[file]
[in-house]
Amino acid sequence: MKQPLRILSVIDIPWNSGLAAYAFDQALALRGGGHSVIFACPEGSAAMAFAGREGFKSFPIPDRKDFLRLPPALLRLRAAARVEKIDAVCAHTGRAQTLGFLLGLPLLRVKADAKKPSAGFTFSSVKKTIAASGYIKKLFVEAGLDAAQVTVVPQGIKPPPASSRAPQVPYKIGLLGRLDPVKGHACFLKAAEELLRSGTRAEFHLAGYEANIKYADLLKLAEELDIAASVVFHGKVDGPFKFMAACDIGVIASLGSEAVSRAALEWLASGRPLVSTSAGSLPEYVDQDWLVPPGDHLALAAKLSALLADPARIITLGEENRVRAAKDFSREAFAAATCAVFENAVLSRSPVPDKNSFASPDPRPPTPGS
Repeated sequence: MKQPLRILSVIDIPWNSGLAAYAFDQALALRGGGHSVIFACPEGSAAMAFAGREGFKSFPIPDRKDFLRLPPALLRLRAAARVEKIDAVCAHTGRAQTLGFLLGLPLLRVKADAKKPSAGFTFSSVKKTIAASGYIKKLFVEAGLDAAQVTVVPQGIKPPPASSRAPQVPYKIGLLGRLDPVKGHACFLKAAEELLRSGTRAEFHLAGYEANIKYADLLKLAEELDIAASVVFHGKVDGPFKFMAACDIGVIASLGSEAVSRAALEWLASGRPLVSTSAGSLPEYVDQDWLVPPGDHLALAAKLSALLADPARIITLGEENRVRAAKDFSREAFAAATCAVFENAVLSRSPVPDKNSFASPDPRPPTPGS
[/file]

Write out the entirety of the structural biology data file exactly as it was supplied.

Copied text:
[in-house]
Amino acid sequence: MKQPLRILSVIDIPWNSGLAAYAFDQALALRGGGHSVIFACPEGSAAMAFAGREGFKSFPIPDRKDFLRLPPALLRLRAAARVEKIDAVCAHTGRAQTLGFLLGLPLLRVKADAKKPSAGFTFSSVKKTIAASGYIKKLFVEAGLDAAQVTVVPQGIKPPPASSRAPQVPYKIGLLGRLDPVKGHACFLKAAEELLRSGTRAEFHLAGYEANIKYADLLKLAEELDIAASVVFHGKVDGPFKFMAACDIGVIASLGSEAVSRAALEWLASGRPLVSTSAGSLPEYVDQDWLVPPGDHLALAAKLSALLADPARIITLGEENRVRAAKDFSREAFAAATCAVFENAVLSRSPVPDKNSFASPDPRPPTPGS
Repeated sequence: MKQPLRILSVIDIPWNSGLAAYAFDQALALRGGGHSVIFACPEGSAAMAFAGREGFKSFPIPDRKDFLRLPPALLRLRAAARVEKIDAVCAHTGRAQTLGFLLGLPLLRVKADAKKPSAGFTFSSVKKTIAASGYIKKLFVEAGLDAAQVTVVPQGIKPPPASSRAPQVPYKIGLLGRLDPVKGHACFLKAAEELLRSGTRAEFHLAGYEANIKYADLLKLAEELDIAASVVFHGKVDGPFKFMAACDIGVIASLGSEAVSRAALEWLASGRPLVSTSAGSLPEYVDQDWLVPPGDHLALAAKLSALLADPARIITLGEENRVRAAKDFSREAFAAATCAVFENAVLSRSPVPDKNSFASPDPRPPTPGS